S: Screenwriting contest or competition
V: VR showcase or category
P: Pitch competition or facilitated sessions
San Jose, California/ August 16-30, 2020 / A, S, V, P
This year’s Cinequest was rescheduled partway through, due to coronavirus precautions, but the organizers decided Cinequest would go on this summer. As director of programming Michael Rabehl explains, the festival has always “shunned the velvet-rope mentality” in favor of bringing audiences and artists closer together as they get a first look at the latest innovations in cinema. It offers 18 awards, help for filmmakers through hotel and airline sponsors, and solid support from its publicity team. Many distributors attend the forward-looking festival, including past representatives from Netflix, Gravitas, Magnolia, IFC, Screen Media, AppleTV, Hulu, Roadside Attractions, Bleecker Street, Sony, and more.
Cleveland, Ohio / April 15-April 28, 2020/ A, V, P
This is one of many festivals that successfully pivoted online this year. In 2021, the festival plans to move to a new permanent home at Playhouse Square in downtown Cleveland. The exquisite complex will bring the entire fest together. That sense of community pairs well with the festival’s civic-mindedness: the fest partners more than 150 non-profits with films that share similar interests and goals. Each non-profit promotes its partnered film. Cleveland also gives out 30 awards, and prizes totalling a very impressive $130,000. The fest has drawn distributors like Film Movement and Gravitas, and for the second year it is partnering with Tribeca’s IF/Then pitch competition. It’s one of the most popular film festivals, and a selective one as a result, and it helps with travel and lodging. (At least in years that aren’t as weird as this one.)
Wilmington, North Carolina / November 11-15, 2020 / V, P
This friendly, nonconformist festival in the lovely river town of Wilmington offers no prizes, for a simple reason: “Competition sucks. It often takes hundreds of people to make a film, so why does one guy get the little statue? Ideas shouldn’t be owned by people, and people shouldn’t be singled out and ordered in a hierarchy.” That’s a quote from Dan Brawley, who goes by the delightful title of “chief instigating officer.” Cucalorus aims to be a summer camp for moviemakers—and a fun one. Take, for example, the Filmmakers Lounge, which Brawley describes as an intimate venue where filmmakers “enjoy tasty cocktails and popcorn, hang with each other, and try on some wigs.” Cucalorus finds 90 percent of its films from around 1,800 submissions, programs about a dozen more, and assists moviemakers with travel, lodging, cocktails, and, sometimes, grits at three in the morning. It draws more than 50 panels, workshops and speakers, and its beloved residency program offers moviemakers up to three weeks to develop new work.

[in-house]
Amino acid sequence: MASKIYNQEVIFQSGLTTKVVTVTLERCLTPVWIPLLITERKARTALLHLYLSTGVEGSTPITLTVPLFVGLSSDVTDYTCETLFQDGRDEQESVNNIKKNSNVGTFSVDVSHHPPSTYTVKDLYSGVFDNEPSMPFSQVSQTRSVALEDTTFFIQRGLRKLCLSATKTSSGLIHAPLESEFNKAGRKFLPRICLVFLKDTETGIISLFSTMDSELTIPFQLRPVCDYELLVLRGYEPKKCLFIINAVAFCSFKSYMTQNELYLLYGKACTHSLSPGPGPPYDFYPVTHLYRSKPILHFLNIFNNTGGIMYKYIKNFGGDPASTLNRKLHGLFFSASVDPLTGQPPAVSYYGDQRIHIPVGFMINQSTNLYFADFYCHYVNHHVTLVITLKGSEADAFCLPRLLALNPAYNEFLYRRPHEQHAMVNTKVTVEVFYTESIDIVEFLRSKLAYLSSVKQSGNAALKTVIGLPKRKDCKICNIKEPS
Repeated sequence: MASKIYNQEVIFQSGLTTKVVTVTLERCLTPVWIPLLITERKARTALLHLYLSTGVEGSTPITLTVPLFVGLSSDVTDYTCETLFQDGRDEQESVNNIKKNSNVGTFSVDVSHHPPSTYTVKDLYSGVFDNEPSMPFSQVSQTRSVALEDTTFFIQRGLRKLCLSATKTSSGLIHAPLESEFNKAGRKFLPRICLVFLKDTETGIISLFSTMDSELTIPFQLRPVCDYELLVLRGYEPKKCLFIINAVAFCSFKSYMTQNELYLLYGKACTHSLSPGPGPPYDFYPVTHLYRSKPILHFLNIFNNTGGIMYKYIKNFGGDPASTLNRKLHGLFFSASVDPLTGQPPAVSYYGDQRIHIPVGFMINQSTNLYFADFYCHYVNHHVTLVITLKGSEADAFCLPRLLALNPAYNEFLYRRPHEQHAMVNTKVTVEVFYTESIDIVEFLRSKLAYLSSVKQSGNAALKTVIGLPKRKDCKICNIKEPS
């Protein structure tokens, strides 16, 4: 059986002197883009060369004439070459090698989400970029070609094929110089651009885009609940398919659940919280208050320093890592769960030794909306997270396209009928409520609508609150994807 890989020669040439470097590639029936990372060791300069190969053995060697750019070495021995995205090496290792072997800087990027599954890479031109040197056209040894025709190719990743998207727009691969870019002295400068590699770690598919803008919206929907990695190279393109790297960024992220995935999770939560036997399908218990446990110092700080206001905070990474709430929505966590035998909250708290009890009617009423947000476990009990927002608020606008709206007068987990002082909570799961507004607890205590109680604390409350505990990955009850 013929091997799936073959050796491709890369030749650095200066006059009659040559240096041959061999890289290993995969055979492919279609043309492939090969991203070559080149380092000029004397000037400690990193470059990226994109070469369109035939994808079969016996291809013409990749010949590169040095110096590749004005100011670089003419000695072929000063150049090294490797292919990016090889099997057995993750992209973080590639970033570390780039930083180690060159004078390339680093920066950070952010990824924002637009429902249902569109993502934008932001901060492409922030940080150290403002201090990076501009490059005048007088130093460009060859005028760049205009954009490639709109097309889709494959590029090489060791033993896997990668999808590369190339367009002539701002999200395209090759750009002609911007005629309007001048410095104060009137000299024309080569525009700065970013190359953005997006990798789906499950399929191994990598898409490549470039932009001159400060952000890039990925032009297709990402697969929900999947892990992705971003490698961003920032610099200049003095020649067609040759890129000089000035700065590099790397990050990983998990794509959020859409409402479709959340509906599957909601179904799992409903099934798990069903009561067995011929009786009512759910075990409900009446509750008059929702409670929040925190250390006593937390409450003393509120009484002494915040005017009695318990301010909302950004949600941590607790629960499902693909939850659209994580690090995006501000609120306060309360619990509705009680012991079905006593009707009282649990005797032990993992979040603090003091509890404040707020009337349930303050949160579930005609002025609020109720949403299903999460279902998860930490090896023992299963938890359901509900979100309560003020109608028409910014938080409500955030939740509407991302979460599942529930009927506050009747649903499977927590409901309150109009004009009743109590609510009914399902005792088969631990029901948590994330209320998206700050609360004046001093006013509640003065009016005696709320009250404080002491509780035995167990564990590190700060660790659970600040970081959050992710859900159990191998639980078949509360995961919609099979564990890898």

Montréal, Québec, Canada / Summer 2020 / V, P
Previously scheduled to begin July 16, this beloved fest has been pushed back until sometime later in the summer. Besides great premieres—including last year’s world premiere of the terrifically fun Ready or Not—Fantasia typically offers great press exposure to top outlets, the chance to mingle with at least 400 industry reps, and spectacular events. (Last year’s included master classes with Edward R. Pressman and Keita Amemiya and a six-hour afternoon bus tour of Montreal horror film locations.) The festival makes sure every film gets its turn to shine, and even tries to match film journalists with movies that may catch their fancy. “The reason we run for so long each summer—three weeks—is because we refuse to have situations where the festival has five or six cinemas all screening titles against each other—which would surely allow us to screen everything in a week, but would result in many, many films getting lost—or clobbered when indies screen opposite larger titles,” explains festival co-director Mitch Davis. As if we needed any justification for spending three weeks in the summer in one of the world’s loveliest cities.
Toronto, Ontario, Canada / March 2021 / S, V, P
This intimate and supportive festival says it all with its witty tagline: “Always Honest, Not Always Pretty.” It is highly active and supportive of the female filmmaking community, including sister festivals in Turkey, Armenia, Chile, and Portugal. Its support of filmmakers extends to help with travel and lodging, and the fest is one of the rare ones that offers feedback to all filmmakers who submit. It has a crack publicity team and an engaged online presence, and keeps alums connected through means that include a popular quarterly newsletter. It draws an impressive array of exhibitors, and its 16 awards include a $5,000 equipment grant for the Best Feature winner. It also hands out significant prize packages. Events include Q&As, discussion panels, a script development program, and a live pitch session that is open to the public. Yes, men: you’re invited too. Last year’s event is already behind us, so you have plenty of time to plan for next year.
Continue for more of MovieMaker’s 50 Film Festivals Worth the Entry Fee in 2020